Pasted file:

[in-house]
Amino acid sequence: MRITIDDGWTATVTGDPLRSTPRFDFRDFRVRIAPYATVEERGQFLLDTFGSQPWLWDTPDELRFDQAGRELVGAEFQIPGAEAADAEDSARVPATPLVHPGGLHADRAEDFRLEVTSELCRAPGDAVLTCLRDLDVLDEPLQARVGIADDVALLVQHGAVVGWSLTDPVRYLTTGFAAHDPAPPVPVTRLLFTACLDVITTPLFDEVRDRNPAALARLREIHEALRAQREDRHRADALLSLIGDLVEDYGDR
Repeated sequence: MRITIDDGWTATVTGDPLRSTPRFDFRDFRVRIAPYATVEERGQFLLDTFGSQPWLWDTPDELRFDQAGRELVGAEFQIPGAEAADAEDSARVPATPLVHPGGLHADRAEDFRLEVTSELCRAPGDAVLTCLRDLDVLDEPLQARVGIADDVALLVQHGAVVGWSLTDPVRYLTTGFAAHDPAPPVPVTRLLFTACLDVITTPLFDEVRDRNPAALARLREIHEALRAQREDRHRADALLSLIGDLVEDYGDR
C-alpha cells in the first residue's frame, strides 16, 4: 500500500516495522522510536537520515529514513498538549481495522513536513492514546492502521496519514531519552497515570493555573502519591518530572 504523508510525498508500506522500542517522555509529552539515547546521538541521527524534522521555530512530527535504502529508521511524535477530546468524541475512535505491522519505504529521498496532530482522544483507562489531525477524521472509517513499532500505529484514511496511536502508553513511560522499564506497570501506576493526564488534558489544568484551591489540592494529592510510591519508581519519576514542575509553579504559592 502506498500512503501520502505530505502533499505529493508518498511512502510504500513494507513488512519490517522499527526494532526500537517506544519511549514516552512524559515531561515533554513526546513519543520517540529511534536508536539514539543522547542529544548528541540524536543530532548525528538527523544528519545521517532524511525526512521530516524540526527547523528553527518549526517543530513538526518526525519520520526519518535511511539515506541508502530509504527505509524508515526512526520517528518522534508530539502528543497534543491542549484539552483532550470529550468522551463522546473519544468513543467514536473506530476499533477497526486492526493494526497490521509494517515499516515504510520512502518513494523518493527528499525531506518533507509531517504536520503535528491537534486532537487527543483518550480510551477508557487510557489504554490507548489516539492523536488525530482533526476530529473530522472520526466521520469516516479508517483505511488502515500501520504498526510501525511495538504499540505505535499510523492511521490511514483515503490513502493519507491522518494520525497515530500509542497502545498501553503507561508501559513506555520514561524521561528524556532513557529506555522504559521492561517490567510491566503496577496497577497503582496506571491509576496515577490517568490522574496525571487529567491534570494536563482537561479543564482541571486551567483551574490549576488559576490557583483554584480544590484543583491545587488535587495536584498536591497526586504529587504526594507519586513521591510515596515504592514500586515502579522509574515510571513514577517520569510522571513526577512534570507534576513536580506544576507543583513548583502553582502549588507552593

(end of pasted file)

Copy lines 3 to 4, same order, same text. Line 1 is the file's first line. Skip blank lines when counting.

Repeated sequence: MRITIDDGWTATVTGDPLRSTPRFDFRDFRVRIAPYATVEERGQFLLDTFGSQPWLWDTPDELRFDQAGRELVGAEFQIPGAEAADAEDSARVPATPLVHPGGLHADRAEDFRLEVTSELCRAPGDAVLTCLRDLDVLDEPLQARVGIADDVALLVQHGAVVGWSLTDPVRYLTTGFAAHDPAPPVPVTRLLFTACLDVITTPLFDEVRDRNPAALARLREIHEALRAQREDRHRADALLSLIGDLVEDYGDR
C-alpha cells in the first residue's frame, strides 16, 4: 500500500516495522522510536537520515529514513498538549481495522513536513492514546492502521496519514531519552497515570493555573502519591518530572 504523508510525498508500506522500542517522555509529552539515547546521538541521527524534522521555530512530527535504502529508521511524535477530546468524541475512535505491522519505504529521498496532530482522544483507562489531525477524521472509517513499532500505529484514511496511536502508553513511560522499564506497570501506576493526564488534558489544568484551591489540592494529592510510591519508581519519576514542575509553579504559592 502506498500512503501520502505530505502533499505529493508518498511512502510504500513494507513488512519490517522499527526494532526500537517506544519511549514516552512524559515531561515533554513526546513519543520517540529511534536508536539514539543522547542529544548528541540524536543530532548525528538527523544528519545521517532524511525526512521530516524540526527547523528553527518549526517543530513538526518526525519520520526519518535511511539515506541508502530509504527505509524508515526512526520517528518522534508530539502528543497534543491542549484539552483532550470529550468522551463522546473519544468513543467514536473506530476499533477497526486492526493494526497490521509494517515499516515504510520512502518513494523518493527528499525531506518533507509531517504536520503535528491537534486532537487527543483518550480510551477508557487510557489504554490507548489516539492523536488525530482533526476530529473530522472520526466521520469516516479508517483505511488502515500501520504498526510501525511495538504499540505505535499510523492511521490511514483515503490513502493519507491522518494520525497515530500509542497502545498501553503507561508501559513506555520514561524521561528524556532513557529506555522504559521492561517490567510491566503496577496497577497503582496506571491509576496515577490517568490522574496525571487529567491534570494536563482537561479543564482541571486551567483551574490549576488559576490557583483554584480544590484543583491545587488535587495536584498536591497526586504529587504526594507519586513521591510515596515504592514500586515502579522509574515510571513514577517520569510522571513526577512534570507534576513536580506544576507543583513548583502553582502549588507552593